CAP has the capacity to help farmers react to changing consumer demand
The challenges faced by Europe’s farmers require brand new solutions, says Phil Hogan.
Phil Hogan | Photo credit: European Parliament audiovisual
Food security means that an adequate supply of food is available and produced in a sustainable way that respects the environment while ensuring balanced territorial development. The EU is one of the world’s leading producers of food and, with the assistance of the common agricultural policy (CAP), guarantees the food security for over 500 million citizens.
Several CAP reforms have made the EU agri-food industry globally competitive, market oriented and increasingly development-sensitive. The EU has played a leading role in the World Trade Organisation (WTO) pushing to eliminate export subsidies and other schemes that unfairly support agricultural products.
Last year, the EU became one of the first WTO members to formally implement the decisions taken at the Nairobi ministerial conference in 2015 on eliminating farming export subsidies.
Food security is at the core of EU agriculture which, over recent decades, has evolved into more consumer-driven, knowledge-based, innovative and high-quality food production.
The EU’s agriculture contribution to overall food security has to be seen as a cross-cutting objective. It is based on increased market orientation and enhanced sector competitiveness.
These remain key to an EU agri-food industry able to respond to growing global food demand, fully assuming its solidarity responsibilities. Knowledge-based production is delivering added value as is efficient management of soil, water, air and biodiversity on nearly half of the EU land.
Dynamic, thriving rural communities, which maintain farming at the core of their social fabric; a highly innovative, competitive and properly functioning food supply chain respond to demand and provide the incentives to drive production of high quality food as well as renewing the essential human and physical capital.
The recent Commission communication on the future of food and farming outlines the next steps, the challenges and needs for a thriving EU agricultural sector backed by a robust CAP. It underlines the key role of EU agriculture in ensuring food security and meeting consumer expectations of safety, quality, animal welfare standards and sustainable production.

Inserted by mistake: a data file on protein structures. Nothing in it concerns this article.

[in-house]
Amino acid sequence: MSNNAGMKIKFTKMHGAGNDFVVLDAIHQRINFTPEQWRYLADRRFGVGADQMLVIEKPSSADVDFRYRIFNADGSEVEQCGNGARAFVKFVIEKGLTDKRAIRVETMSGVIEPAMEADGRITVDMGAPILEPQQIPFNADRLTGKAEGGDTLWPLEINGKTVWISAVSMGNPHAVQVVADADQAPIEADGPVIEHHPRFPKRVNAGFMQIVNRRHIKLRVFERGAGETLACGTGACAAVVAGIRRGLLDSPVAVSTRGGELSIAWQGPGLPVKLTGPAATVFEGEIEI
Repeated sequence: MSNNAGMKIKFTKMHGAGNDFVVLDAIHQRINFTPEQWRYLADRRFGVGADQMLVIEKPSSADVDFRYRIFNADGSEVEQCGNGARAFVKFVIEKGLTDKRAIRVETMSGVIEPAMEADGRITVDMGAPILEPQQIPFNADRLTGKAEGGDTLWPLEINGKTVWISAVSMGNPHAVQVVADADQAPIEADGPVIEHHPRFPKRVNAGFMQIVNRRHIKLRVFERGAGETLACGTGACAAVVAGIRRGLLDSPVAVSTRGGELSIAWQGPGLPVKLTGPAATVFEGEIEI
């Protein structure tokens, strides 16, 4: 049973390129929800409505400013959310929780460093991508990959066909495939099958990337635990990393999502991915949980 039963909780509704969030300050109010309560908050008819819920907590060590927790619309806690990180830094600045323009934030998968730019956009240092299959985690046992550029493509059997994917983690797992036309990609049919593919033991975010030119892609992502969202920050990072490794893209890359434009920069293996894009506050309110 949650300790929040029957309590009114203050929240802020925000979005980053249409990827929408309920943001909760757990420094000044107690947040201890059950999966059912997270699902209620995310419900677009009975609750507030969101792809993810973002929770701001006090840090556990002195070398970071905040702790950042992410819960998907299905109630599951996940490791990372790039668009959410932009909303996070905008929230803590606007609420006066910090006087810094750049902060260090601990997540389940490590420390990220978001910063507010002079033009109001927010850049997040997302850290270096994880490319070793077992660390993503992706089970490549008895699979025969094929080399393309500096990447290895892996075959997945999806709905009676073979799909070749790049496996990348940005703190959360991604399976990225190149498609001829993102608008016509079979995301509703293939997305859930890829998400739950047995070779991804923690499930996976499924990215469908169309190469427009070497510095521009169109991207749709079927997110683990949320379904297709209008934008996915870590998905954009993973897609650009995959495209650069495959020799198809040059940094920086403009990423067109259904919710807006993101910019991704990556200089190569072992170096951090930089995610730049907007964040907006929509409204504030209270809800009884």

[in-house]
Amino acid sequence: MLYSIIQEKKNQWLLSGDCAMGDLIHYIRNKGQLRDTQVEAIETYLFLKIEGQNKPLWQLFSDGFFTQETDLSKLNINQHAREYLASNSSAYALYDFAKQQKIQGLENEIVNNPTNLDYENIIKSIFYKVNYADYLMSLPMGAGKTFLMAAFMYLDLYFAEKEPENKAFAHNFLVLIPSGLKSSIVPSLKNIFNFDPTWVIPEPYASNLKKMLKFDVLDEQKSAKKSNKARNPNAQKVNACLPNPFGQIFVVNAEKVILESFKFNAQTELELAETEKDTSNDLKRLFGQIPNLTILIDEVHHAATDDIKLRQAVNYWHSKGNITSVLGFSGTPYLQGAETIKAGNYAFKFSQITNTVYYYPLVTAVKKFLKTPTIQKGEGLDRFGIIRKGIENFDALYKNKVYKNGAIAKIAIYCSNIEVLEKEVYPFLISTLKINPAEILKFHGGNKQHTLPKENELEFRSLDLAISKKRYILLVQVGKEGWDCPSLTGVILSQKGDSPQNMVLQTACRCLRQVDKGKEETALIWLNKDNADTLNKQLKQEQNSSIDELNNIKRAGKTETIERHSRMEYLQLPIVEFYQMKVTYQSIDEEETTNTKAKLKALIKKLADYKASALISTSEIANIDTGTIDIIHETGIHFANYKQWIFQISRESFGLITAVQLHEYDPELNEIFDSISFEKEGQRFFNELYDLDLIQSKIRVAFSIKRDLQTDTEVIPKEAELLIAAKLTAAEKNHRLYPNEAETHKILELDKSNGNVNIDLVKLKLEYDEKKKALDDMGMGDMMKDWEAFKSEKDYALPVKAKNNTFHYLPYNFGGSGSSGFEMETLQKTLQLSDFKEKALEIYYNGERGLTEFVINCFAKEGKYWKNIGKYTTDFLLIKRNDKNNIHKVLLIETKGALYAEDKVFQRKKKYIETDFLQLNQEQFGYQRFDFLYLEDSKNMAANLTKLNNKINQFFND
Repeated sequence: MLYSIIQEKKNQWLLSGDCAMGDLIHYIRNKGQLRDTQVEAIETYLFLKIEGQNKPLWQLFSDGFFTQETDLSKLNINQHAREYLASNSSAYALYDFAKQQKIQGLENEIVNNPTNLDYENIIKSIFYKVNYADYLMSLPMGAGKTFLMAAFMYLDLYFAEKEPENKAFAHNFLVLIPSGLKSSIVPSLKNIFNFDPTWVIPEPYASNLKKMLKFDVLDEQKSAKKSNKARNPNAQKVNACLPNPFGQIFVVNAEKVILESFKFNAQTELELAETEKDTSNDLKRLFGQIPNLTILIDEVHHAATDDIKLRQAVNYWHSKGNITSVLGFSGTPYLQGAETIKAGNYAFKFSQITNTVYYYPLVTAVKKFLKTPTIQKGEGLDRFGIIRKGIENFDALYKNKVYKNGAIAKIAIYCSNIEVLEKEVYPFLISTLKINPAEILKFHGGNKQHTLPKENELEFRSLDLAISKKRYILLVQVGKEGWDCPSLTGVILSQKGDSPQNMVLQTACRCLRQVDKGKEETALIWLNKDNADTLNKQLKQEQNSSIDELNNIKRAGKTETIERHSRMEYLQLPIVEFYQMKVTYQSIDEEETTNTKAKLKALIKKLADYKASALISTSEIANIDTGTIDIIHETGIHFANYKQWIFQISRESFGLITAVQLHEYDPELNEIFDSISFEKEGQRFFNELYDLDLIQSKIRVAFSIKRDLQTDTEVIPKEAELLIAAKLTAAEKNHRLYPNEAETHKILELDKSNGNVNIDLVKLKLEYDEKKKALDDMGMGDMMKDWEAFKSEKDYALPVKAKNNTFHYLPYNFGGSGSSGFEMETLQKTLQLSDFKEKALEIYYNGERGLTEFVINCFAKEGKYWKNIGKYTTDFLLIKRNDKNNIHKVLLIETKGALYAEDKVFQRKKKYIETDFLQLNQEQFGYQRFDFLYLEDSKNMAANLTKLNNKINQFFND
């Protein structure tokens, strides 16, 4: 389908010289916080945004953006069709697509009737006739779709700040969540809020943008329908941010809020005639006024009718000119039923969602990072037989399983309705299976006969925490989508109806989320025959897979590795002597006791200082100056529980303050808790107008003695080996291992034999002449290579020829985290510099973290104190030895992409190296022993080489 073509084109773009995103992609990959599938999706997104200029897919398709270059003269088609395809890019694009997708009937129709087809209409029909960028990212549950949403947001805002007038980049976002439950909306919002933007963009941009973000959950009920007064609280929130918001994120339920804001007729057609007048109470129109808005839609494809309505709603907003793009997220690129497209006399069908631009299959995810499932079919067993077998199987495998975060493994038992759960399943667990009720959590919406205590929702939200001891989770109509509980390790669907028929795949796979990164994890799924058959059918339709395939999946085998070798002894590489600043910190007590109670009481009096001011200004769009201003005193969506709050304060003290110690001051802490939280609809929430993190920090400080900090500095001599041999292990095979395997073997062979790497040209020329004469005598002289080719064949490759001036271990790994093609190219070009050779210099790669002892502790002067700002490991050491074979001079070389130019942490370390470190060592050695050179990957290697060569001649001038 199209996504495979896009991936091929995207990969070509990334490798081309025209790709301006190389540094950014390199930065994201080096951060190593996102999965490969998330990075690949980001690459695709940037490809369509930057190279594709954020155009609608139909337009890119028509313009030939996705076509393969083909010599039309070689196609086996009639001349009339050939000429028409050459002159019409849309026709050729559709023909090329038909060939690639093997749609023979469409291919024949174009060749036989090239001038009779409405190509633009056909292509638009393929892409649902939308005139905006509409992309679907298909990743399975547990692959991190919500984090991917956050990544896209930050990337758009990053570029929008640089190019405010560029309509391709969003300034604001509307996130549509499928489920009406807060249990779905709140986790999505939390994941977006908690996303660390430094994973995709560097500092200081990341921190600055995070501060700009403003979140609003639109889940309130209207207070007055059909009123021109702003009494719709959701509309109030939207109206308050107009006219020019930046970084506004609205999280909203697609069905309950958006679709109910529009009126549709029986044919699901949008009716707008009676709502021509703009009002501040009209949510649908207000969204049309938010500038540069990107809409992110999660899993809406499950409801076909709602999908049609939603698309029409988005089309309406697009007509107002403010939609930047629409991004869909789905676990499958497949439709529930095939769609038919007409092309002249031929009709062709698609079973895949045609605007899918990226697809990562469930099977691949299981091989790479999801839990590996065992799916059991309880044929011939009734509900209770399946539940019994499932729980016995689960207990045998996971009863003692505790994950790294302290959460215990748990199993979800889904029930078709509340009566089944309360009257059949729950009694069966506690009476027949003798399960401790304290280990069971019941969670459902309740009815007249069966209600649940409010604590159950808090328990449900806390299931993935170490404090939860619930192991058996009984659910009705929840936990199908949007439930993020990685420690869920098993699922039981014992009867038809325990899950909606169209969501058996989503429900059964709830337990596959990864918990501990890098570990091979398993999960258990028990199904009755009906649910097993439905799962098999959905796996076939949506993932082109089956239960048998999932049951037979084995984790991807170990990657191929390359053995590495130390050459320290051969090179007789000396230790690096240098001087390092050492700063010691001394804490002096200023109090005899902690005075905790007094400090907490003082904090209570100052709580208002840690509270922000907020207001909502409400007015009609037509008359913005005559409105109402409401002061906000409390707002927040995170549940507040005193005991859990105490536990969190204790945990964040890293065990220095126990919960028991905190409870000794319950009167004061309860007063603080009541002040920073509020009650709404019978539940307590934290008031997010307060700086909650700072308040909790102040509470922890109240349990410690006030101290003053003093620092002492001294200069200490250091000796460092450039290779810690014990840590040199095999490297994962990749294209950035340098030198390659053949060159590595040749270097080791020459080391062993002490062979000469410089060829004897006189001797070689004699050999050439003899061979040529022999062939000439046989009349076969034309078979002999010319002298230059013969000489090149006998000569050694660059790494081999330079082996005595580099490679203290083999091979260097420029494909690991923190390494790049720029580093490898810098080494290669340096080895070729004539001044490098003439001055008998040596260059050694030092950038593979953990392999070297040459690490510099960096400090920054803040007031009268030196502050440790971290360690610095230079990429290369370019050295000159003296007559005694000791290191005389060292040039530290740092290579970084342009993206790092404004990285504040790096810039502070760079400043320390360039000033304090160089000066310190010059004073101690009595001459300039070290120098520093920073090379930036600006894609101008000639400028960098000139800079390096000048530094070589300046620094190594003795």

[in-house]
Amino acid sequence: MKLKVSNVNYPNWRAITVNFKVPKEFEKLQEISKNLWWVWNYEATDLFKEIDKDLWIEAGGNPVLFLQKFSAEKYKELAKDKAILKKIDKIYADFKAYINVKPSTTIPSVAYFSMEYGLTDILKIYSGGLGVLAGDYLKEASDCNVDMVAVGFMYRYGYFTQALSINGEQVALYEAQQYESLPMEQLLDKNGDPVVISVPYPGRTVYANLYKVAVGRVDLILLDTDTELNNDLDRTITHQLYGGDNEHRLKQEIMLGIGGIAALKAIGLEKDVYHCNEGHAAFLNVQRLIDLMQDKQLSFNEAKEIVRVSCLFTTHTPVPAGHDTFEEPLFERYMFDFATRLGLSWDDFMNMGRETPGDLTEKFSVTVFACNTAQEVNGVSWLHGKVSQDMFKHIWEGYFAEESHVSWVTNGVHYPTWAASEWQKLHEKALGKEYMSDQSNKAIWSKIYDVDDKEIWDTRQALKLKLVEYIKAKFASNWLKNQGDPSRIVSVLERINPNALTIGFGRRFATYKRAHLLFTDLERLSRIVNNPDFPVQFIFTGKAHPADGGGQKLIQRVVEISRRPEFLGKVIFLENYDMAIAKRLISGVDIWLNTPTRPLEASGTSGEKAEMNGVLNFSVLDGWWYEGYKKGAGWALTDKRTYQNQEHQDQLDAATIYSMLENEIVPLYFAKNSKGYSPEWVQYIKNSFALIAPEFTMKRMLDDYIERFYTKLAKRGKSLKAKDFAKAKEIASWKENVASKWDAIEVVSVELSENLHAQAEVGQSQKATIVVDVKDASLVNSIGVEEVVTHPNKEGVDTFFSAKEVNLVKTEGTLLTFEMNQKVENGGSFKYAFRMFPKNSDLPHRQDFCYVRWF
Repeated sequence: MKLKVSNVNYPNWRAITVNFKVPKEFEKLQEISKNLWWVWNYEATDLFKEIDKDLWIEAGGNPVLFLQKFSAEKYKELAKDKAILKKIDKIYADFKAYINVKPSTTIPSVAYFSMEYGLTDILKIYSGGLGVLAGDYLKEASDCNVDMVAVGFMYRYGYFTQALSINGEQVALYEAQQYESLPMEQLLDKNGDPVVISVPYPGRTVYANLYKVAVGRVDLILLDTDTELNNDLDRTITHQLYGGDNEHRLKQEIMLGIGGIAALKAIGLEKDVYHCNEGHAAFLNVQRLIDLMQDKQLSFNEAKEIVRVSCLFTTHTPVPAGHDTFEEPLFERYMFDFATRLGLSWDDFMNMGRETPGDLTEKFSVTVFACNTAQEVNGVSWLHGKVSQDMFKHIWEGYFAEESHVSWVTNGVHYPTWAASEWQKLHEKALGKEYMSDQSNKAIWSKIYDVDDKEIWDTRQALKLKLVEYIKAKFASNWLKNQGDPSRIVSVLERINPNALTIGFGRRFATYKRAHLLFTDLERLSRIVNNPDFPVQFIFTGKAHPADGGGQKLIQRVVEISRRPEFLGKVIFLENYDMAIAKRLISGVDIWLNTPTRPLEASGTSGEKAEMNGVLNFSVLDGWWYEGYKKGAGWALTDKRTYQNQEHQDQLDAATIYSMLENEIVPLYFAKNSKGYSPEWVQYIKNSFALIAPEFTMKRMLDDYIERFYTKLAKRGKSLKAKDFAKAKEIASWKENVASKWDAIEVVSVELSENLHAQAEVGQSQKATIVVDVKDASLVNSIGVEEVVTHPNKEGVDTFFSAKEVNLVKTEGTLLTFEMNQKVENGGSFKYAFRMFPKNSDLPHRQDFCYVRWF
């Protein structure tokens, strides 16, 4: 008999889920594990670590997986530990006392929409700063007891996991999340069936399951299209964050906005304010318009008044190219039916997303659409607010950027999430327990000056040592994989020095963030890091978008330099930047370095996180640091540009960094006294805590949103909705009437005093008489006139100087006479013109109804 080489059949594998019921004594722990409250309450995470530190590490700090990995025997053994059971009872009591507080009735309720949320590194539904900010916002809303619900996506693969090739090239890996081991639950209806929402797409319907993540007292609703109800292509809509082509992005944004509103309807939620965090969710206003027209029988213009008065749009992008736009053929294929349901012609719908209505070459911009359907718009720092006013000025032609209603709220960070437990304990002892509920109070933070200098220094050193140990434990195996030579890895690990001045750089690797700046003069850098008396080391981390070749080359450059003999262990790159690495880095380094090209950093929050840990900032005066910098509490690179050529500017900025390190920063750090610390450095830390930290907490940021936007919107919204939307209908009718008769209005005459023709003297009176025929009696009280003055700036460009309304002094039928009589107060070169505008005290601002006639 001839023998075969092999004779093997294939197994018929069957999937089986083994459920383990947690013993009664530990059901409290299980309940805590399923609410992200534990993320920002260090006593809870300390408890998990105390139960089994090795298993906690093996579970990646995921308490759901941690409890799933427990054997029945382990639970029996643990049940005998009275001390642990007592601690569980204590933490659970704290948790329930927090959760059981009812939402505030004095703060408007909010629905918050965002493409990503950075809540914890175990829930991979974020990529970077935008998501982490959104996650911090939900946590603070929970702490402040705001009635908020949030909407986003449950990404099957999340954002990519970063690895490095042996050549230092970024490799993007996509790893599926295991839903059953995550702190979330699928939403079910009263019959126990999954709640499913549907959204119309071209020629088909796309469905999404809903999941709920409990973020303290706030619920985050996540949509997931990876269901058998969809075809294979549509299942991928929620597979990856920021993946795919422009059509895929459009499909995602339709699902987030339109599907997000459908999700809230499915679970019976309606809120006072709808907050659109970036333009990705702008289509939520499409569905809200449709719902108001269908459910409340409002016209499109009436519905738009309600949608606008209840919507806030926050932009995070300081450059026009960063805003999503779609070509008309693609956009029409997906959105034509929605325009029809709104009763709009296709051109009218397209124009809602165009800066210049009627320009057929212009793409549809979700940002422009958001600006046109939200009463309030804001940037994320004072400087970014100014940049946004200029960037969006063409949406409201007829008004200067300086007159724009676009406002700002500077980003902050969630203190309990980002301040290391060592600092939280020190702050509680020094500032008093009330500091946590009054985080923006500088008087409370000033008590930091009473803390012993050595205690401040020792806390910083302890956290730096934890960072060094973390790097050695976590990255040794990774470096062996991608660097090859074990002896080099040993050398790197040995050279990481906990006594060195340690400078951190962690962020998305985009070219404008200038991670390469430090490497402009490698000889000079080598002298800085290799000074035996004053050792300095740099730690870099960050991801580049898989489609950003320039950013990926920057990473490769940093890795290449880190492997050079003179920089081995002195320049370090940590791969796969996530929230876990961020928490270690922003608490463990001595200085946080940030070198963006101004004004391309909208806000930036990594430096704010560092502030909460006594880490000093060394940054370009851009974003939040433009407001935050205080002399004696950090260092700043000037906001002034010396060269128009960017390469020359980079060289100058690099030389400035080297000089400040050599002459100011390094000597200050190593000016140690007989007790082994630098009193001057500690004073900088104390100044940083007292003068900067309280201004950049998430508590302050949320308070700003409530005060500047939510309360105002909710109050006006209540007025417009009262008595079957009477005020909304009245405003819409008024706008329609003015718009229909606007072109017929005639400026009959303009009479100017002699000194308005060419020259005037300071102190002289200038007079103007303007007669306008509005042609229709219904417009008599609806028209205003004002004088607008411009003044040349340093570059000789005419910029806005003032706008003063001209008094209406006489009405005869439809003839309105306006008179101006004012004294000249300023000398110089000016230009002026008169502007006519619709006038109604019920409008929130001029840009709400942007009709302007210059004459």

The most recent Eurobarometer confirmed that Union-wide challenges such as food security justify an EU agricultural policy, a principle backed by more than 90 per cent of respondents.
Europe’s agriculture and rural areas face challenges that require new solutions. We need better advice, better training and advisory services for farmers and more innovation.
The millions of farmers and small businesses in rural areas need to be equipped, trained and connected to the latest technical possibilities, latest innovations and latest agricultural practices. We need to keep investing in research and innovation at EU level while ensuring that the results are accessible and applied on the ground.
The daily choices of consumers determine what and how food is produced. Traditionally, the CAP has focused on the supply side. However, increasingly the CAP has the capacity to help farmers react to changing consumer demand.
For example, specific support is available for organic farming, a booming sector in the EU. Moreover, the EU quality policy on geographical indications helps provide added value not only to farmers but also to consumers.
We have also made important steps in promoting healthier nutrition. The EU school scheme, applicable from the 2017 school year, is designed to help encourage children to consume more fruit, vegetables and milk. This means also better education for healthy habits.
We have to do more to reduce, and ideally, eliminate, food waste. It has an impact not only on farmers’ income and on the agri-food chain efficiency, but also on final food prices, natural resources and resource energy consumption, as well as greenhouse gas emissions. European agriculture has a role to play as part and parcel of the bio-economy of the future and in its contribution to the circular economy.
The Agenda 2030 for sustainable development and its objectives, endorsed by the world leaders in 2015, is clear: We need to eradicate hunger by 2030 through a common, global effort. Unfortunately, this seems to become a moving target.
After a steady decline, the numbers began increasing again in 2016, with 815 million people facing serious hunger. They are paying the terrible price of conflicts, violence and political instability, in countries that were already facing high food insecurity.
We know that the world possesses sufficient land, water and people to farm. We have the technology and know-how, even to take on climate change. We produce more than enough to feed the world, but we waste or lose up to of 30 per cent of current production. To make zero hunger a reality we need to increase both productivity and resource efficiency.
We need open, rules-based agri-food trade and we need sustainable food systems all over the world. Aid and trade have to be complemented by policies to promote responsible private sector investments in developing countries, particularly in Africa.
We need to encourage responsible private and public investments that avoid land grabbing, and pay a decent return to farmers, large or small. The challenge therefore a political one: to make zero hunger a reality we need global coherent actions in the UN and OECD but also in the G7 and G20. Working together, zero hunger is achievable.
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